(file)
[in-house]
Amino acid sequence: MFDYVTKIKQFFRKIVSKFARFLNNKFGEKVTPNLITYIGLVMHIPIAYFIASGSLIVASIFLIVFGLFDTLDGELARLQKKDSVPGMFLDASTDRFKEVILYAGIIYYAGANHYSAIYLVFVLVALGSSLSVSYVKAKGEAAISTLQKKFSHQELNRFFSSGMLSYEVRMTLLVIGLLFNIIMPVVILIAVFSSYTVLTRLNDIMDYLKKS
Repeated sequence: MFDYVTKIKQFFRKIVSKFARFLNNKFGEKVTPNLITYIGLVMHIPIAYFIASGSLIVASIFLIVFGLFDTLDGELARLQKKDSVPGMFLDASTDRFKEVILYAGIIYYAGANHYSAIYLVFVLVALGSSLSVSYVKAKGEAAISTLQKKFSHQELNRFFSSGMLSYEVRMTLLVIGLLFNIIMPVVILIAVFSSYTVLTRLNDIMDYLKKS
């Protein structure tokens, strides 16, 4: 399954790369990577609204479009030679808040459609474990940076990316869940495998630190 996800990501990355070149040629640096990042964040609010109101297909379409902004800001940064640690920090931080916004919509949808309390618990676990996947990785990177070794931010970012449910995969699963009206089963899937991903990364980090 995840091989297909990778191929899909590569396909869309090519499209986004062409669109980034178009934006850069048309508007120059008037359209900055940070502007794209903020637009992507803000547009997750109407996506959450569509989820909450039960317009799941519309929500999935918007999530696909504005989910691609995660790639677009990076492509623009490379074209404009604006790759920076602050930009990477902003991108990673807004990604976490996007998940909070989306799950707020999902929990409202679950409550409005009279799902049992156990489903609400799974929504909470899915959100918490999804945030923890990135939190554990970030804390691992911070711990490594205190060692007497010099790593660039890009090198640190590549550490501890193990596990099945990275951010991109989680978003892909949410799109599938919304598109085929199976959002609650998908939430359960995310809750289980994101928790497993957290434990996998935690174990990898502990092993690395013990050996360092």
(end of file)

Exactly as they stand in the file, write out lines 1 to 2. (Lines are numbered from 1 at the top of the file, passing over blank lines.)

[in-house]
Amino acid sequence: MFDYVTKIKQFFRKIVSKFARFLNNKFGEKVTPNLITYIGLVMHIPIAYFIASGSLIVASIFLIVFGLFDTLDGELARLQKKDSVPGMFLDASTDRFKEVILYAGIIYYAGANHYSAIYLVFVLVALGSSLSVSYVKAKGEAAISTLQKKFSHQELNRFFSSGMLSYEVRMTLLVIGLLFNIIMPVVILIAVFSSYTVLTRLNDIMDYLKKS